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HUD Allocates $260 Million For Low-Outcome Housing

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HUD Allocates $260 Million For Low-Outcome Housing

WASHINGTON, DC—Department of Housing and Urban Development Secretary Andrew Cuomo announced Wednesday that his department will allocate $260 million toward the construction of more than 50,000 low-outcome housing units in cities across the U.S.

USDHUD

According to Cuomo, the new low-outcome housing projects—slated to begin construction May 1—will start out as proud symbols of urban renewal and be hailed by local and federal officials as "a major step in the right direction," but will quickly erode through a combination of crime, mismanagement and gross neglect.

"Thanks to these low-outcome housing units, hundreds of thousands of impoverished inner-city Americans will soon have a place to briefly call their own, a place they can feel good about in the short term," Cuomo said. "These housing units will provide these people with a clean, safe, comfortable place to live for many months before they fall into a state of disrepair due to an infestation of drug dealers and lack of federal upkeep funds."

Former president Jimmy Carter and wife Rosalynn oversee construction of a federally funded low-outcome housing project near Atlanta. Similar projects will soon go up across the U.S.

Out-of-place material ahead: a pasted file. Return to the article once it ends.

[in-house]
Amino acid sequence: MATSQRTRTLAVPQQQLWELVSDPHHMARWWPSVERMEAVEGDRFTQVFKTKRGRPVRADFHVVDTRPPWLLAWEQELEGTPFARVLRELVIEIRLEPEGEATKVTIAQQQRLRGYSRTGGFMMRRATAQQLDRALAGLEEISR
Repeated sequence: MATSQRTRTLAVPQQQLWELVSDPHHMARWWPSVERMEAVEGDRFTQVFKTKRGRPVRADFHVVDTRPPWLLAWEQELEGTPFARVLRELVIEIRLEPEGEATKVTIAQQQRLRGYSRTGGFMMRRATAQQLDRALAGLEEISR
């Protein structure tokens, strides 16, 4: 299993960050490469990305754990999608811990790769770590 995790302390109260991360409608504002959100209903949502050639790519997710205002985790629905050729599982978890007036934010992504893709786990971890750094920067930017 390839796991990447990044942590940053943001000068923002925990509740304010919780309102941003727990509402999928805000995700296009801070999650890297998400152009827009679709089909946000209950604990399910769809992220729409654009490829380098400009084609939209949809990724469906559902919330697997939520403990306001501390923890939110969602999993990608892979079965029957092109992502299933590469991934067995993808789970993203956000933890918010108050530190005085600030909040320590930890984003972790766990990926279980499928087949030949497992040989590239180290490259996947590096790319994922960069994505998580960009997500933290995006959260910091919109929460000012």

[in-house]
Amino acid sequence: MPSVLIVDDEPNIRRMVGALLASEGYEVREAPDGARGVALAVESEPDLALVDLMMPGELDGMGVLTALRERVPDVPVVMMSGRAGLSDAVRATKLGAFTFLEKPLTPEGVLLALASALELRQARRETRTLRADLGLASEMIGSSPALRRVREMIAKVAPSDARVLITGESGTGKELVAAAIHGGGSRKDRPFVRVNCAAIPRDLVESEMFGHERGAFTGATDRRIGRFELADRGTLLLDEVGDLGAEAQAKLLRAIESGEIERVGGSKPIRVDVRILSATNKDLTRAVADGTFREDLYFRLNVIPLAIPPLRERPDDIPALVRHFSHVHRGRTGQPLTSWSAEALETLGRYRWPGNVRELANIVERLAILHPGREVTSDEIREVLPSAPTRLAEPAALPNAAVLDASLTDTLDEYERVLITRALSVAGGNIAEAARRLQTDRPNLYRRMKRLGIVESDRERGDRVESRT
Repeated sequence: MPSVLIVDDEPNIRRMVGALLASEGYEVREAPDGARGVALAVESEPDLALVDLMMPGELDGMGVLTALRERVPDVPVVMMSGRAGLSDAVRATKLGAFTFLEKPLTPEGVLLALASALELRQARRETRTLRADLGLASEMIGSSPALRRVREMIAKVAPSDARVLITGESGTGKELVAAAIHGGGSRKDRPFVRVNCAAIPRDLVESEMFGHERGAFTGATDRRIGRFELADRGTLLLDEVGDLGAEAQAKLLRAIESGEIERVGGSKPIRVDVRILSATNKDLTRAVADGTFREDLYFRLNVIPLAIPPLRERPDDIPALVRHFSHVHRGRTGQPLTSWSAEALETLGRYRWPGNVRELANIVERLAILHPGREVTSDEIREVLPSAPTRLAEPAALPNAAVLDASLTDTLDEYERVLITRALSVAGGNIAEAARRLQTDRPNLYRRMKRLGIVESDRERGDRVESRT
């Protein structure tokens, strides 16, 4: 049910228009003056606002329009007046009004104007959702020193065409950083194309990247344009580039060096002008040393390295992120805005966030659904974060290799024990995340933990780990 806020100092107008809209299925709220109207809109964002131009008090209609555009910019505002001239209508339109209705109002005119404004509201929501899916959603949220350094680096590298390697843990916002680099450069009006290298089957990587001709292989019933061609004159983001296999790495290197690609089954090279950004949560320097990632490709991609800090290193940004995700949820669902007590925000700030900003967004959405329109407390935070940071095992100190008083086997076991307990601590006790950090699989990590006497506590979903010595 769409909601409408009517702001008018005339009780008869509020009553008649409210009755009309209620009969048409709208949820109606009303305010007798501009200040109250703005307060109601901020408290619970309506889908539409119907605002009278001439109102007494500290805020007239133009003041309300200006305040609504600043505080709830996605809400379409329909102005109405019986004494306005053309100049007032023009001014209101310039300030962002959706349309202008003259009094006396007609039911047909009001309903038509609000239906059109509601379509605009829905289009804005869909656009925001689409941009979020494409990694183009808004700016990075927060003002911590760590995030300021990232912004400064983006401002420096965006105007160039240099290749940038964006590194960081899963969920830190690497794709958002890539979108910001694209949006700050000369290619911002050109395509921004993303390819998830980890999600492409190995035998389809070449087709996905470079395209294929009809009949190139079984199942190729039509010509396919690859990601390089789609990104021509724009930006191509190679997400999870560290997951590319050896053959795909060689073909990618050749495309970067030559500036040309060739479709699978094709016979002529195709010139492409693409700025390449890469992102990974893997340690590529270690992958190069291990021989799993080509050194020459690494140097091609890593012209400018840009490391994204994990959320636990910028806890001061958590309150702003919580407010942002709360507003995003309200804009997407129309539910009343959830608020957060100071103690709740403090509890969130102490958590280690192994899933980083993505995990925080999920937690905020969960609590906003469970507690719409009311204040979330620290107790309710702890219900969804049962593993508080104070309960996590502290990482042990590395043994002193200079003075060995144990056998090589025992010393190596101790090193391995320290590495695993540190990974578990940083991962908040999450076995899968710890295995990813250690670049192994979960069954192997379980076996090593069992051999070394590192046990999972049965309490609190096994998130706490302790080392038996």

Cuomo said that under the just-approved plan, more than $390 million will not go toward basic maintenance of the housing projects over the next 20 years. Additionally, no funds have been earmarked for upgrades.

According to Cuomo, if all goes according to plan, the gleam will disappear from the new buildings' surfaces within one month, and ventilation systems will begin breaking within four. By November 1999, pipes should burst in 65 percent of the new units, leaving an estimated 160,000 residents without running water.

Cuomo said HUD officials have not yet determined where all the new housing units would be built, but specifically mentioned Chicago's Cabrini Green and Los Angeles' Compton neighborhood as "urban areas that are well beyond renewal, but could certainly do with more tiny apartments to despair in, walls to spray-paint, and dark, labyrinthine hallways to turn into youth prowling grounds."

The HUD plan was widely praised by community activists across the nation.

"These new dwellings should go a long way toward making me feel like things are getting better for America's poor," said Carole Tyler-Guyton, director of the San Diego-based Citizen's Outreach Network. "I only hope that, by the time they start falling apart, something else will come along to make me feel good."

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